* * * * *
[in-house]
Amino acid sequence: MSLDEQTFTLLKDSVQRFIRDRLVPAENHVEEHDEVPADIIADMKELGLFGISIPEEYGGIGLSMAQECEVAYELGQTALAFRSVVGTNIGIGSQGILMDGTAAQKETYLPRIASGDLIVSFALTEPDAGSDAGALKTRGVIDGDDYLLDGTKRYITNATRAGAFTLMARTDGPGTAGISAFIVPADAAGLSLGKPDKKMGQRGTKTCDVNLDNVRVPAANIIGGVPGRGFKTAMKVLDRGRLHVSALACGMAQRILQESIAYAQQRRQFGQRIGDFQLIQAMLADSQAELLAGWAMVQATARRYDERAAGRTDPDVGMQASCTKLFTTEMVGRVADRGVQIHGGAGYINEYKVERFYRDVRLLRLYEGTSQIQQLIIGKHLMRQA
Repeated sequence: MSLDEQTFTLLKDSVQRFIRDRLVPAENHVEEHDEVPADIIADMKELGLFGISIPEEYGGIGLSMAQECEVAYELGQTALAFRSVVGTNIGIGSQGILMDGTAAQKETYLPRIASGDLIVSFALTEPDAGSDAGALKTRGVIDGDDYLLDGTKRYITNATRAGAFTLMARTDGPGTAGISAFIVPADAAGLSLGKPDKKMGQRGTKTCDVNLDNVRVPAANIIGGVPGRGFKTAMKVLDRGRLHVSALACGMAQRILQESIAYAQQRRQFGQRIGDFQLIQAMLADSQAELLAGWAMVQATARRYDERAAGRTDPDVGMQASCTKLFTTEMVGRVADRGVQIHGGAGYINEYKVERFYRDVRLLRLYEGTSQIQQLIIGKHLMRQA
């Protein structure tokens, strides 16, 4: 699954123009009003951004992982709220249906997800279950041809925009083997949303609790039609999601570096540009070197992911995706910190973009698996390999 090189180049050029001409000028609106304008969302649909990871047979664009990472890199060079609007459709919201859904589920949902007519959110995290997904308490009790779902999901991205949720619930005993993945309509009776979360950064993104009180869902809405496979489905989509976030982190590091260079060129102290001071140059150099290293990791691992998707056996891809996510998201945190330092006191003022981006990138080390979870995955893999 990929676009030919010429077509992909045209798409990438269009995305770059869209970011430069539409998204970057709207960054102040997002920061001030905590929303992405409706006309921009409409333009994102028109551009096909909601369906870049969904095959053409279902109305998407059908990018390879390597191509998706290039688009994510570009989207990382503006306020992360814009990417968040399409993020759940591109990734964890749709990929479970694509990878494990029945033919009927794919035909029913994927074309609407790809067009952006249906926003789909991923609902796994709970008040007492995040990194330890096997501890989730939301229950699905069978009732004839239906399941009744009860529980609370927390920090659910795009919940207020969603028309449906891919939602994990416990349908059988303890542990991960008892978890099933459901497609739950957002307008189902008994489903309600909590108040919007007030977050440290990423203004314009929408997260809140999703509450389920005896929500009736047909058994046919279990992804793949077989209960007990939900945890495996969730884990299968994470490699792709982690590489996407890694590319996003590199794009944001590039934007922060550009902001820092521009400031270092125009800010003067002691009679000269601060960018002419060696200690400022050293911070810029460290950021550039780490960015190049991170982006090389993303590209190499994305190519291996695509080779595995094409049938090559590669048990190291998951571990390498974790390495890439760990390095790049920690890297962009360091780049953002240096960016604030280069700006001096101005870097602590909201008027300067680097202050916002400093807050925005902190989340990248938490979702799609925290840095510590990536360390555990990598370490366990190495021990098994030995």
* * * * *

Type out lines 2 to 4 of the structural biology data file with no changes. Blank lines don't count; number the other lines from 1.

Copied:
Amino acid sequence: MSLDEQTFTLLKDSVQRFIRDRLVPAENHVEEHDEVPADIIADMKELGLFGISIPEEYGGIGLSMAQECEVAYELGQTALAFRSVVGTNIGIGSQGILMDGTAAQKETYLPRIASGDLIVSFALTEPDAGSDAGALKTRGVIDGDDYLLDGTKRYITNATRAGAFTLMARTDGPGTAGISAFIVPADAAGLSLGKPDKKMGQRGTKTCDVNLDNVRVPAANIIGGVPGRGFKTAMKVLDRGRLHVSALACGMAQRILQESIAYAQQRRQFGQRIGDFQLIQAMLADSQAELLAGWAMVQATARRYDERAAGRTDPDVGMQASCTKLFTTEMVGRVADRGVQIHGGAGYINEYKVERFYRDVRLLRLYEGTSQIQQLIIGKHLMRQA
Repeated sequence: MSLDEQTFTLLKDSVQRFIRDRLVPAENHVEEHDEVPADIIADMKELGLFGISIPEEYGGIGLSMAQECEVAYELGQTALAFRSVVGTNIGIGSQGILMDGTAAQKETYLPRIASGDLIVSFALTEPDAGSDAGALKTRGVIDGDDYLLDGTKRYITNATRAGAFTLMARTDGPGTAGISAFIVPADAAGLSLGKPDKKMGQRGTKTCDVNLDNVRVPAANIIGGVPGRGFKTAMKVLDRGRLHVSALACGMAQRILQESIAYAQQRRQFGQRIGDFQLIQAMLADSQAELLAGWAMVQATARRYDERAAGRTDPDVGMQASCTKLFTTEMVGRVADRGVQIHGGAGYINEYKVERFYRDVRLLRLYEGTSQIQQLIIGKHLMRQA
């Protein structure tokens, strides 16, 4: 699954123009009003951004992982709220249906997800279950041809925009083997949303609790039609999601570096540009070197992911995706910190973009698996390999 090189180049050029001409000028609106304008969302649909990871047979664009990472890199060079609007459709919201859904589920949902007519959110995290997904308490009790779902999901991205949720619930005993993945309509009776979360950064993104009180869902809405496979489905989509976030982190590091260079060129102290001071140059150099290293990791691992998707056996891809996510998201945190330092006191003022981006990138080390979870995955893999 990929676009030919010429077509992909045209798409990438269009995305770059869209970011430069539409998204970057709207960054102040997002920061001030905590929303992405409706006309921009409409333009994102028109551009096909909601369906870049969904095959053409279902109305998407059908990018390879390597191509998706290039688009994510570009989207990382503006306020992360814009990417968040399409993020759940591109990734964890749709990929479970694509990878494990029945033919009927794919035909029913994927074309609407790809067009952006249906926003789909991923609902796994709970008040007492995040990194330890096997501890989730939301229950699905069978009732004839239906399941009744009860529980609370927390920090659910795009919940207020969603028309449906891919939602994990416990349908059988303890542990991960008892978890099933459901497609739950957002307008189902008994489903309600909590108040919007007030977050440290990423203004314009929408997260809140999703509450389920005896929500009736047909058994046919279990992804793949077989209960007990939900945890495996969730884990299968994470490699792709982690590489996407890694590319996003590199794009944001590039934007922060550009902001820092521009400031270092125009800010003067002691009679000269601060960018002419060696200690400022050293911070810029460290950021550039780490960015190049991170982006090389993303590209190499994305190519291996695509080779595995094409049938090559590669048990190291998951571990390498974790390495890439760990390095790049920690890297962009360091780049953002240096960016604030280069700006001096101005870097602590909201008027300067680097202050916002400093807050925005902190989340990248938490979702799609925290840095510590990536360390555990990598370490366990190495021990098994030995």